New SEC Cybersecurity Rules Focus on Board Accountability

July 18, 2022

Gone are the days when cybersecurity was just an information technology (IT) problem. Cyber risk is central to business risk, making it a board-level issue. For the first time, a proposed rule set from the US Securities and Exchange Commission (SEC) will require virtually all commission registrants to provide a series of cybersecurity disclosures within mandated annual and quarterly reporting. This decision is a nod to the importance of cybersecurity standards and what investors need to know to make an informed decision.


There have been several cybersecurity-centered proposals for registered investment advisors and funds of late, including the Cybersecurity Disclosure Act of 2017, the Strengthening of America Cybersecurity Act in March 2022, and the Better Cybercrime Metrics Act that just passed last month. This proposed rule drives standardization around reporting and what constitutes an incident or a breach as essential to safeguarding business against attackers.


Specifically, the SEC’s proposed rules will:


  1. Require current reporting about material cybersecurity incidents within four business days.
  2. Require periodic disclosures (Form 10-K) regarding, among other things,
  3. a registrant’s governance, policies, and procedures to identify and manage cybersecurity risk;
  4. management’s role in implementing policies and procedures;
  5. the board of director’s cybersecurity expertise, if any, and its oversight of cyber risk; and
  6. updates about previously reported material cybersecurity incidents (Form 10-Q).


Note the importance the rule set places on board directors. By mandating cybersecurity information disclosure via the 10-K, there’s a big focus on oversight and “management’s role and expertise in assessing and managing cybersecurity risk and implementing the registrant’s cybersecurity policies, procedures, and strategies.”


The SEC is finally driving standards to help establish the critical role of corporate governance in security across all sectors. With the proposal focusing on themes of cyber risk, governance structure, and metrics and analytics to fuel oversight, here are some questions you should be asking now to ensure readiness for the forthcoming rule:


On Cyber-Risk


  • Which directors are responsible for the oversight of cyber risks?
  • How is the board informed about cyber risks?
  • How frequently does the board discuss cyber risks?
  • How does the board consider cyber risks within the context of the company’s business strategy?


On Governance Structure


  • Which management positions or committees are responsible for managing the company’s cyber risk and what are the qualifications of those responsible?
  • Does the company have a chief information security officer (or someone in a similar position) and who does that individual report to?


On Metrics and Analytics


  • How do the responsible managers and committees monitor and remain informed about cyber incidents and threats?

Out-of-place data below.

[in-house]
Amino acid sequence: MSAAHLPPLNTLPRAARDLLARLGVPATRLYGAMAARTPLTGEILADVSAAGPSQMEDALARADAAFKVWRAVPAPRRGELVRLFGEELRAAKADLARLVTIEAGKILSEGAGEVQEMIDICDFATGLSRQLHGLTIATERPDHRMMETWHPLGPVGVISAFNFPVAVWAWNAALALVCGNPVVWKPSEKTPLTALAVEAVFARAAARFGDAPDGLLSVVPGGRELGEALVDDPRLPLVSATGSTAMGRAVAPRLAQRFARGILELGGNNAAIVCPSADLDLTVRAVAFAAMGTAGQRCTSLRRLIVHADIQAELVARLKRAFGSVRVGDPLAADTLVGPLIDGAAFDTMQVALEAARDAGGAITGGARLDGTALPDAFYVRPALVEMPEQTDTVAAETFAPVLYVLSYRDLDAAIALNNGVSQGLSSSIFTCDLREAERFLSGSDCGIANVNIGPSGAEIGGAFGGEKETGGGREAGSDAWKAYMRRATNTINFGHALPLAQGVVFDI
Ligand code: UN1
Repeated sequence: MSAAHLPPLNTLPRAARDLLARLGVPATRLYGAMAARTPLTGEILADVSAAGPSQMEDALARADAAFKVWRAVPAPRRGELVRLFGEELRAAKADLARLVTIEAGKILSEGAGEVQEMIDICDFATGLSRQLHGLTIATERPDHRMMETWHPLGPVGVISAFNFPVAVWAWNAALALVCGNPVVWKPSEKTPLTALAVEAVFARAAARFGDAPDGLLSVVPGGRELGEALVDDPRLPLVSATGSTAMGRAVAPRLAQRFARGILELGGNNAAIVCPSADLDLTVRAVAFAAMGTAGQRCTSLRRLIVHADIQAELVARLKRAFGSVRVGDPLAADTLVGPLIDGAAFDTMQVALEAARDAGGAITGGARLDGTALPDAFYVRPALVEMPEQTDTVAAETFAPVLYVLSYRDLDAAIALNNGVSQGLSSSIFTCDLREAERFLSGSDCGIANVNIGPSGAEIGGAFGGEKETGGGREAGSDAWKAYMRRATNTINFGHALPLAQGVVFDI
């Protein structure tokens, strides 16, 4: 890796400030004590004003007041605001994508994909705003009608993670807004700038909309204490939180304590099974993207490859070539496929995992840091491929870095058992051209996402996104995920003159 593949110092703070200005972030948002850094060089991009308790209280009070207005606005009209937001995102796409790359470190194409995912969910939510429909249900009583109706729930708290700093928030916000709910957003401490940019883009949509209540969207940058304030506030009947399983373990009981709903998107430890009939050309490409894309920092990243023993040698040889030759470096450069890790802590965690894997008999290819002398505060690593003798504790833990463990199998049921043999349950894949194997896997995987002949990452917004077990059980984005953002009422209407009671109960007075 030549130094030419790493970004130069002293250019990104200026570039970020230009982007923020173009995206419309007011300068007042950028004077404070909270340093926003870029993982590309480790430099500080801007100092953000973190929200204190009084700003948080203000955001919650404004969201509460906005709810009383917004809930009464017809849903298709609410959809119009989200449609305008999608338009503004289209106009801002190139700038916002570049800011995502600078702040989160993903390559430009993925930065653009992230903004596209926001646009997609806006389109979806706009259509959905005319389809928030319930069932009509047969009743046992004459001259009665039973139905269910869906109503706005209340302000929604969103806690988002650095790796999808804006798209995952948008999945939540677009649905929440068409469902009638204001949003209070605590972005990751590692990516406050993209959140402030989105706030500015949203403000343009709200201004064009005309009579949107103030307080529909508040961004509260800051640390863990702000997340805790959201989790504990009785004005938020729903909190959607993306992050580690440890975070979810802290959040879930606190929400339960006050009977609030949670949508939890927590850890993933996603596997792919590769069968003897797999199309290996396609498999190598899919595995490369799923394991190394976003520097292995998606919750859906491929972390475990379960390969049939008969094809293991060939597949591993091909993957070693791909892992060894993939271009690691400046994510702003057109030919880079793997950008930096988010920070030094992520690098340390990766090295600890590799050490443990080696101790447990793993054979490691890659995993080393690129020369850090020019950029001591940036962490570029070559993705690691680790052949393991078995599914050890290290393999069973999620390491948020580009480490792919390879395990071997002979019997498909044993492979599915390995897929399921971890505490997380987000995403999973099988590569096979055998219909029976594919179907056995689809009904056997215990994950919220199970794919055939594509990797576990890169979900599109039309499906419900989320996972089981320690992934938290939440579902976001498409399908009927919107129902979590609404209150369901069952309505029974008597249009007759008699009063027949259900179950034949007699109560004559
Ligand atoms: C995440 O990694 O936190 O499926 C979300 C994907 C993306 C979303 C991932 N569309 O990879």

• How frequently do responsible individuals report to the board on cyber risks?


Will the rule set come to pass? Yes, in this writer’s humble opinion. I recommend we treat the proposed role as a coming mandatory regulation and start preparing now. Cybersecurity should be looked at as an enabler of any company’s growth and digital transformation strategy, with cyber resilience critical to a company’s future success. While the details of the final rule may vary slightly, the principles of risk management, governance, resilience, and attention to third party risk are and will remain best practice areas for cybersecurity programs.


In addition, penalties for violations will likely be steep. Recent SEC examples of penalties for smaller scale control failures are numerous and total well over $1 million in fines. Additionally, as the proposed rules are tied to annual investor reports, failure to adhere to them will also impact an organization’s brand and reputation and can skew investment and credit ratings.


The bottom line is that cybersecurity must encompass an entire organization from the boardroom to the mailroom to be effective against the increasingly sophisticated threats we’re seeing today and will continue to see in the future. The SEC’s proposed rules are an important step in securing corporate registrants’ success.


This article originally appeared on the NACD BoardTalk blog. Reprinted with permission.

James Turgal
Vice President of Cyber Risk, Strategy and Board Relations | Optiv
James Turgal is the former executive assistant director for the FBI Information and Technology Branch (CIO). He now serves as Optiv Security’s vice president of cyber risk, strategy and board relations. James has personally helped many companies respond to and recover from ransomware attacks and is an expert in cybercrime, cyber insurance, cybersecurity, ransomware and more.

James draws on his two decades of experience investigating and solving cybercrimes for the FBI. He was instrumental in the creation of the FBI’s Terrorist Watch and No-Fly Lists.

Optiv Security: Secure greatness.®

Optiv is the cyber advisory and solutions leader, delivering strategic and technical expertise to nearly 6,000 companies across every major industry. We partner with organizations to advise, deploy and operate complete cybersecurity programs from strategy and managed security services to risk, integration and technology solutions. With clients at the center of our unmatched ecosystem of people, products, partners and programs, we accelerate business progress like no other company can. At Optiv, we manage cyber risk so you can secure your full potential. For more information, visit